The invention will now be described in more detail with reference to an exemplifying embodiment thereof and also with reference to the accompanying drawings, in which
FIG. 1 is a side elevational view of a lamp in accordance with the present invention and which is shown in section below the line A—A;
FIG. 2 is a sectional view taken on the line 2—2 in FIG. 1; and
FIG. 3 is a view corresponding to the view of FIG. 1, but showing three lamps mutually combined to form a unit.
The illustrated infrared radiation lamp includes a reflector and an electrically heated filament.
According to the invention, the filament 1 is a high temperature element which has been wound into a helical configuration 2, such that the helix is free-standing at operating temperatures. The helix 2 is placed in an open reflector 3 made of ceramic material. The fact that the reflector is open means that no wall will be present at the reflector opening. The helix is thus surrounded by air with adjacent turns spaced from each other.
The high temperature element is a known resistor element. Examples of such elements are those marketed by Kanthal AB under the trade names Kanthal Super 1800 and Kanthal super Excel.
Such electrical resistor elements are of the molybdenum silicide type and have long been known. They are primarily intended for use in so-called high temperature applications, primarily in conjunction with furnaces or ovens that operate at temperatures of about 1700° C.
Swedish Patent Specification 458 646 describes the resistor element Kanthal Super 1900. The material is an homogenous material with the chemical formula MoxW1−xSi2. The molybdenum and tungsten are isomorphous in this chemical formula, and can thus replace each other in the same structure.
It is preferred that the filament, or wire, has the form of a resistor element comprised of molybdenum silicide MoSi2 or of a material having the chemical formula MoxW1−xSi2.
As before mentioned, an important feature of the invention is that the helix 2 is free-standing. This enables the lamp to be directed in any desired direction. In order for the helix to be free-standing, the number of turns in the helix must be limited so as to prevent the helix from becoming too heavy, e.g. top heavy. If the helix is too heavy, the straight parts 4, 5 of the filament will bend when a certain temperature is reached, unless the lamp is directed vertically downwards.
According to one preferred embodiment, the helix 2 will have at most 3.5 turns.
According to one preferred embodiment, the filament has a diameter of 1-3 mm.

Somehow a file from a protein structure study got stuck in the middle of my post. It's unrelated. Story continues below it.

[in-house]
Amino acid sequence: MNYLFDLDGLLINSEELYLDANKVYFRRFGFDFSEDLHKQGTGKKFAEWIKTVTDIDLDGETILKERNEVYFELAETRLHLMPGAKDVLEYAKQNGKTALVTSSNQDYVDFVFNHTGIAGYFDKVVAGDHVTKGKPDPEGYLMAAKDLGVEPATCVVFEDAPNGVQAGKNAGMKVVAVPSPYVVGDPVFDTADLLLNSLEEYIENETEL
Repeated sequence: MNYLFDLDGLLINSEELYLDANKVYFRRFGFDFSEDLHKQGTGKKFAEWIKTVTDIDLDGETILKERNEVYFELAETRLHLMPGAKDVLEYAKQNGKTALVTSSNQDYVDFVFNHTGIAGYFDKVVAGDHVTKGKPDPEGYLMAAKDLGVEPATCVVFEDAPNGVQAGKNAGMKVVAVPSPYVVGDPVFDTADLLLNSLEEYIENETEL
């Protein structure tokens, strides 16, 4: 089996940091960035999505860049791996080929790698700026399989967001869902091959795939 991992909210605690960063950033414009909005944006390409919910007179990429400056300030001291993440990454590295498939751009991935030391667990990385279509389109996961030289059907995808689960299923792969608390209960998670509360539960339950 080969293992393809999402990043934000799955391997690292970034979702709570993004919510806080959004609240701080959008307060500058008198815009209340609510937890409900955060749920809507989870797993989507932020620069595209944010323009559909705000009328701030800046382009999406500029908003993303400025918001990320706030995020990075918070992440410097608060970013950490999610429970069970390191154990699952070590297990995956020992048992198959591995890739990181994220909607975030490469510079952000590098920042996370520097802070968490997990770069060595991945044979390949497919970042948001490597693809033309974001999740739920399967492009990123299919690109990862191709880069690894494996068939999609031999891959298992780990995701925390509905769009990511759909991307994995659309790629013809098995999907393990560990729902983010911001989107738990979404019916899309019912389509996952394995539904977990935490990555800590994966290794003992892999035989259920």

The filament will preferably have an operating temperature of about 1700-1900° C. This is achieved with a known power unit that delivers 5-10 volts and a power of 300-600 W, for instance.
The lead-in wires 6, 7 may be of a molybdenum silicide type with a diameter three times larger than the diameter of the filament. The lead-in may alternatively have the form of aluminum rods that have been molded directly on the filament 1.
The reference numeral 12 in FIG. 1 identifies a holder made of a material marketed under the name Duratec. Reference numerals 13, 14 identify cable grips.
According to one preferred embodiment, the reflector is made of a ceramic fiber material, such as A1 2O3. However, the reflector may, alternatively, be made of any appropriate material capable of withstanding the temperatures in question. The outer surface 15 of the reflector will preferably be coated with a reflective material 16, so as to reduce radiation losses from the lamp.
In the case of the embodiment shown in FIGS. 1 and 2, only one helix 2 is present in the reflector. However, two or more helices 8, 9, 10 may be mounted in one and the same reflector 11, as illustrated in FIG. 3. The reflector may, of course, be of different designs to suit different lamp applications. The number of helices may also be varied in accordance with lamp application.
It can be mentioned by way of example that a lamp intended to heat small surfaces to a high temperature, as mentioned in the introduction, may include a reflector that has an opening diameter of 30 mm. Such a reflector may have a wall thickness of 20 mm. The reflector may, of course, be much larger in the case of other applications.
It will be obvious that the inventive lamp satisfies the need for high power concentration mentioned in the introduction.
Although the invention has been described with reference to a number of exemplifying embodiments thereof, it will be understood that the person skilled in this art will be capable of modifying the described embodiments in accordance with the use range of the lamp.
The present invention shall not therefore be considered to be restricted to the afore described embodiments, since modifications and variations can be made within the scope of the following Claims.